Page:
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300 reasons to see the movie March 18, 2007

Posted by grhomeboy in Movies Life.
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Although the film does not accurately account the historical story of the Battle of Thermopylae, it does provide special effects that make up for it.

The film brings Miller’s comic series to life. The many opponents of Spartans are created with great imagination, from elephants and rhinos to giant-disfigured soldiers and crab-claw men.

The battle scenes featured in the film move in a slow motion manner as if the audience were flipping through the comic book itself.

This effect not only makes the facial expressions of the Spartan soldiers vivid, but it also makes the audience feel as though they could reach into the screen and feel the bloodshed and pain throughout the movie with their fingertips.

The lighting and shadowing of the film are very much like “Sin City,” another graphic novel based on Miller’s work. The half shadowed scenes appear with much frequency.

The film also does well in adapting the 480 B.C apparel.

There is something flashy for everyone. The soldiers are covered only with a small garment, showing off those hard working bodies, while the women are dressed in goddess like clothing that outline the curves of their lean bodies.

Finally the film provides a unique approach in telling the Spartan story.

The experienced Spartan soldier Dilios, played by David Wenham, narrates the entire film, further adding to the comic-like effect.

Whether you are a Spartan fanatic or you just want to get a sneak peak of what battle was like in an elite army, “300” does not disappoint. One thing is certain; it tells the story of a few good men who outnumbered thousands.


Onasis Estiatorion March 18, 2007

Posted by grhomeboy in Greek Taste World.
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When I was recommended this new place on Haddonfield Road, I invited a friend to lunch, and we headed to Onasis Estiatorion, across from the former Garden State Park site.

The place was recently renovated. The front doors are pretty light wood with glass, and the interior is the same. We sat on the Haddonfield Road side, shielded from the kitchen by large tanks of tropical fish. The tables are covered with white cloths, the chairs are light wood. The place settings are modern, in blue and white.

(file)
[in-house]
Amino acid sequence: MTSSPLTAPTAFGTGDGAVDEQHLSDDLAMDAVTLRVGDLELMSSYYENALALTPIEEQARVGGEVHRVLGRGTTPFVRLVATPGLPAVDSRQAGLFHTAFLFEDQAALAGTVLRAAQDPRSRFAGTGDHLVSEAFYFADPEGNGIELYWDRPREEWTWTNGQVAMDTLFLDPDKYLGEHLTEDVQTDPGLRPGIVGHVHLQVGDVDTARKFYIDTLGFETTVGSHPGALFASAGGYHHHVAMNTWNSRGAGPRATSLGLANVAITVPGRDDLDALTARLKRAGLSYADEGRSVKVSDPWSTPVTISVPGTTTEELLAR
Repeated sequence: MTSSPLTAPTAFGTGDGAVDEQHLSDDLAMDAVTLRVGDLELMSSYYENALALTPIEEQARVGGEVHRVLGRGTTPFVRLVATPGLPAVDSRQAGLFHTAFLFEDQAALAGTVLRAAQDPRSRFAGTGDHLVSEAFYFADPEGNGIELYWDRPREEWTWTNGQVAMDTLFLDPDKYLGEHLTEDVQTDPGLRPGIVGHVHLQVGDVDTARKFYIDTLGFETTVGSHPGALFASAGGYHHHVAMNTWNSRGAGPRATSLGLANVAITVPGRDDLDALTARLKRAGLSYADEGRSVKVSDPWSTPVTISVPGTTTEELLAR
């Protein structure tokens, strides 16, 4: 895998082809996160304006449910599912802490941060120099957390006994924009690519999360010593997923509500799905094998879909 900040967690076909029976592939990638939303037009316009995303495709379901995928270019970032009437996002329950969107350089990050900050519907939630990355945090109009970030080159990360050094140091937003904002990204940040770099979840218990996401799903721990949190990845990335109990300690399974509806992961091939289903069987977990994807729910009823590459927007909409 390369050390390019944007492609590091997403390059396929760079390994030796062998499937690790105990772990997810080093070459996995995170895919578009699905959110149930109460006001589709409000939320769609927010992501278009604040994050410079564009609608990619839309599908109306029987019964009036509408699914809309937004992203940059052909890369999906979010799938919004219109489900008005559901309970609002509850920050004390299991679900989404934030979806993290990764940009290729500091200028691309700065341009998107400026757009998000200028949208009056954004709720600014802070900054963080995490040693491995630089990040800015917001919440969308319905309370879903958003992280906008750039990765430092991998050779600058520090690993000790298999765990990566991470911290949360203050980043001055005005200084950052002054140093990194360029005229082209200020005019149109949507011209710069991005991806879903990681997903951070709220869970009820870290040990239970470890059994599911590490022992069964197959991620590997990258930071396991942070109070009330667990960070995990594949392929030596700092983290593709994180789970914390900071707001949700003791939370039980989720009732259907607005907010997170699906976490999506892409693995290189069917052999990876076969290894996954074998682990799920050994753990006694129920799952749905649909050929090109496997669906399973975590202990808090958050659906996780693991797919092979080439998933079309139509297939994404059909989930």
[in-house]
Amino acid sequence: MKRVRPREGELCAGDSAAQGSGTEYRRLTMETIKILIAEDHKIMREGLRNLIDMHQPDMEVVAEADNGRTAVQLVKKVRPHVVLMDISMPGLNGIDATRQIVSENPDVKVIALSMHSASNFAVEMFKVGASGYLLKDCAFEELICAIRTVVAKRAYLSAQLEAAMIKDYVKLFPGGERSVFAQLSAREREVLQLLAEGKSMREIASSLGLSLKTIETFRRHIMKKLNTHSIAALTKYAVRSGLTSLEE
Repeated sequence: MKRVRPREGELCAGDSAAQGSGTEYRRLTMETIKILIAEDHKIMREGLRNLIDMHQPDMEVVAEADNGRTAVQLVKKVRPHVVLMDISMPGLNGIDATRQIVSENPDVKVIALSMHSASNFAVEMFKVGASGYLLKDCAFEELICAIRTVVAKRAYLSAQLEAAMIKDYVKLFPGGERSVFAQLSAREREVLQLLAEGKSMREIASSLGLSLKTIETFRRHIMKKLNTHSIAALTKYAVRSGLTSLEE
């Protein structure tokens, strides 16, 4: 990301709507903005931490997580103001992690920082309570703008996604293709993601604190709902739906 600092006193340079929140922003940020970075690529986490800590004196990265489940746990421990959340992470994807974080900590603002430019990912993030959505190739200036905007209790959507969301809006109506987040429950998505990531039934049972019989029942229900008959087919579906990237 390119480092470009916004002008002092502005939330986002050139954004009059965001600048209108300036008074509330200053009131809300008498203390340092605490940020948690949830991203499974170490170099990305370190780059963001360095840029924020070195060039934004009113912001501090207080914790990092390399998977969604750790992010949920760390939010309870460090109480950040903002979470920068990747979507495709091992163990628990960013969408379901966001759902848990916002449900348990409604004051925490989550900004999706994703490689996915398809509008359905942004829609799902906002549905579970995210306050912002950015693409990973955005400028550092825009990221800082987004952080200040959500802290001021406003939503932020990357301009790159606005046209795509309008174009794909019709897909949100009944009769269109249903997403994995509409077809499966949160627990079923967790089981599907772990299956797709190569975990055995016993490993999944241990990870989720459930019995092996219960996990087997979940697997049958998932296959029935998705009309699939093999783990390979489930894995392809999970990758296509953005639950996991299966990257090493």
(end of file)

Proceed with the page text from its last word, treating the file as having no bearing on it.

A basket of warm bread was served with oil for dipping. We sampled the bread, crusty outside, firm inside, but were careful not to fill up. We skipped the appetizers, although the calamari, “apple-wood fire grilled in garlic, herbs, and greens,” sounded wonderful.

Instead, my friend ordered the Greek salad, a large plate of romaine with tomato wedges, olives, cucumbers, red onion and feta cheese. There were stuffed grape leaves, dolmades, on top. It was tossed in a homemade dressing that was a little too tart for her taste.

I selected the special soup, apple lentil. What a wonderful choice! It was served piping hot, and I had to wait for it to cool before I could enjoy the combination of flavors and the texture of the beans. Next time I’ll try the egg lemon soup, another fascinating combo.

The entrees were beautifully presented. I chose the Liga Apo Ola, a combination of traditional Greek favorites, moussaka, pastitsio and spanakopita. Moussaka is baked layers of ground meat, sliced eggplant, and tomato, topped with a bechamel sauce. Pastitsio is similar, layers of pasta, ground beef and tomato, topped with bechamel sauce. Spanakopita is like a spinach pie between a top and bottom shell of phyllo pastry. Neither was heavy as I had anticipated, and the bechamel on top was divine. The spanakopita, though, was my favorite. The light and flaky crusts were perfect with the spinach inside.